I thought a certain soon-to-be Senator understood this when he talked about organizing the “Governor’s Council of Young Professionals” in his 2010 State of the State speech, ( It seems older generations of politicians like to talk about involving the youth and setting the stage for a solid tomorrow, but when you don’t take time to ask us what we want, why we want it, and how we would go about getting it, your words will soon fall on deaf ears. And when our grandparents and parents ask us what we think, we “most likely” won’t know you and all three generations will be “most likely” to vote for someone else.


  1. A very excellent point made in this post. Our President won important early primary elections in large measure because of his ability to tap into the "on-line" constituency. A politician in West Virginia that is able to effectively use an on-line outreach program will "come from nowhere" to upset an old-line politician in an election in the next few years.

  2. I believe the online access to social networking, etc. will only take a candidate so far. Does anyone really believe President Obama won because he has a facebook? Most Americans were tired of eight years of Republican administration.

    West Virginians historically have had an average age higher than most states. If memory serves me correctly, we were the first state to have a death rate higher than the birth rate. Aging populations do not base their votes on social media primarily.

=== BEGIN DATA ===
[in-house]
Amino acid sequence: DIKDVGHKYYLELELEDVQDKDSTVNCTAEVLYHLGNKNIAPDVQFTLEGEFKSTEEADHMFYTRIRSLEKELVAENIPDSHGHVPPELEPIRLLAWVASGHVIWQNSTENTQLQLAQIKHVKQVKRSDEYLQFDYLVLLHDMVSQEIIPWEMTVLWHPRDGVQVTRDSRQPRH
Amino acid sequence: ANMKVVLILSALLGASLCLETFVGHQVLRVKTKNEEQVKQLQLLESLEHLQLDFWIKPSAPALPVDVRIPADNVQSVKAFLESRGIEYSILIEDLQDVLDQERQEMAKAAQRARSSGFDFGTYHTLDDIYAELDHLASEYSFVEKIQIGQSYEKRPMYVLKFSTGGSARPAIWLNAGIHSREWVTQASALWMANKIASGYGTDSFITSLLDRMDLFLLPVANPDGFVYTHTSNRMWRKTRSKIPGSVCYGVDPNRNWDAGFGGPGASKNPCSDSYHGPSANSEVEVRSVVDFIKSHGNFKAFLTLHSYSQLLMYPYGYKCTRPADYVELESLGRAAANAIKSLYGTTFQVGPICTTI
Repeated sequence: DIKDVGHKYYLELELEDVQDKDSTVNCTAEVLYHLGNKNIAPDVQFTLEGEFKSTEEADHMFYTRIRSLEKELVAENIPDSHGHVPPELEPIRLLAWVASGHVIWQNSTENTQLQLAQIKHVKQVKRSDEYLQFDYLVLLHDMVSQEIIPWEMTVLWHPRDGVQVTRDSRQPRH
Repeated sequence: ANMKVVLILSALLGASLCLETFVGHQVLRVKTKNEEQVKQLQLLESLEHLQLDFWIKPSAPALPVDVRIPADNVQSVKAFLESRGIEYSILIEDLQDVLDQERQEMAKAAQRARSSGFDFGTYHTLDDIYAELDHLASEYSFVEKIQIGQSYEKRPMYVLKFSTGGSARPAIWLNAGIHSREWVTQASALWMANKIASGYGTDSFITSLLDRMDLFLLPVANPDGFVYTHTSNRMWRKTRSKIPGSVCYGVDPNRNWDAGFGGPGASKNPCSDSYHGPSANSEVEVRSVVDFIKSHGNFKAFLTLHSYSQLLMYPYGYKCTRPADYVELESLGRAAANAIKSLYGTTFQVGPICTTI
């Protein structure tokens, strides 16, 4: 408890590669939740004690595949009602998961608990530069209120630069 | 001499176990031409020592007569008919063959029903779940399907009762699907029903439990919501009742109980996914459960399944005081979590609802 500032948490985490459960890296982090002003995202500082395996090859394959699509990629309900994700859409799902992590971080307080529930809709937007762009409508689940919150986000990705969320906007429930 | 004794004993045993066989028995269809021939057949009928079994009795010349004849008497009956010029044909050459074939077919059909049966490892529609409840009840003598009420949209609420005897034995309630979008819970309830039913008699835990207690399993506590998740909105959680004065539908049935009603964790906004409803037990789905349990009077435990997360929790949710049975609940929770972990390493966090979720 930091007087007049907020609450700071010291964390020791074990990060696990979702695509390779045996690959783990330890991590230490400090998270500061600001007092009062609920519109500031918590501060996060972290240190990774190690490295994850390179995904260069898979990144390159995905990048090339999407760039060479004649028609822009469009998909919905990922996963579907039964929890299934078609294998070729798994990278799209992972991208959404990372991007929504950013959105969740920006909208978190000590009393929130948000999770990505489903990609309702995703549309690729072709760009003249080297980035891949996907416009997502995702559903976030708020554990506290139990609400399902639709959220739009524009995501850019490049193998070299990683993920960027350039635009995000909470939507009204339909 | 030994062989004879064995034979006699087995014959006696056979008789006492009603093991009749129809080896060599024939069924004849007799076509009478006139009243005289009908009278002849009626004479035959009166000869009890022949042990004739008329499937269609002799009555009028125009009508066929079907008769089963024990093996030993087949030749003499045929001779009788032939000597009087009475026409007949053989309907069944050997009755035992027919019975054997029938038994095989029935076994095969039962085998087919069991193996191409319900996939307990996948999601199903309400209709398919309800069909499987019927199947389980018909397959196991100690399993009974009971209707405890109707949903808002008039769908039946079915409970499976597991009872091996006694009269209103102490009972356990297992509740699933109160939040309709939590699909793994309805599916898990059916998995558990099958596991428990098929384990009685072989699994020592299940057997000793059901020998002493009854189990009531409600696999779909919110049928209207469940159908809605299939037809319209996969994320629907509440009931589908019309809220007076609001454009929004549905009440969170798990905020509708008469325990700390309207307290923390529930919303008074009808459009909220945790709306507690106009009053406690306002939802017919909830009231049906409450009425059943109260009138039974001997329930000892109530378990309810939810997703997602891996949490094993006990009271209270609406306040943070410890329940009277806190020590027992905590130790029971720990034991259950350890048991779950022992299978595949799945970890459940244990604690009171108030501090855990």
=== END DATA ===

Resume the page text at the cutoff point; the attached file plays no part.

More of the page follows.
If they use any forum, it would be from the candidate's own website or from other sites such as or

    Young leaders can bring much to this state, but they don't reach office for many reasons. You've pointed out one already -- young people have a poor turnout at the polls.

    This generation still has a strong sense of apathy as well. They believe they can't make a difference.

    We also tend to believe, as young adults, that the world should cater to us. Instead of demanding as such, perhaps we should be raising our level of intellect and involvement. Instead of whining about us being asked, we need to start telling those in power what we want or how we feel about policy.

    People today are tricked into thinking we are divided by various differences -- socioeconomic class, race, religion, etc.

  3. What a wonderful commentary. And the truth is, the "regulars" are probably pretty established in their habits. I always know who my mom's going to vote for, and I always know who my grandma's going to vote for (the furthest left guy on the ballot, pretty odd for a 92 year old!).

    On the other hand, I have not established "voting habits"--despite being a recovering lobbyist--I couldn't ever say for sure who I'd vote for until within a few days of the election. But use of social media or even effective use of more traditional media does speak volumes to me because like hell I've got the time to watch TV and read a hardcopy of a newspaper more than a few minutes each day.

    Although the democratic deficit, as we referred to it in my college poli sci courses, is no longer just a problem for the current generation, it's infecting the older generation, too. Most democratic countries require all citizens to vote, it's the law, so these issues aren't quite as pervasive. But in the US and Canada too, it's a choice. And many have decided their votes just don't matter.

    Although putting the midterm on a Saturday is a bit of a pain. We'll be lucky to see a 20% turnout.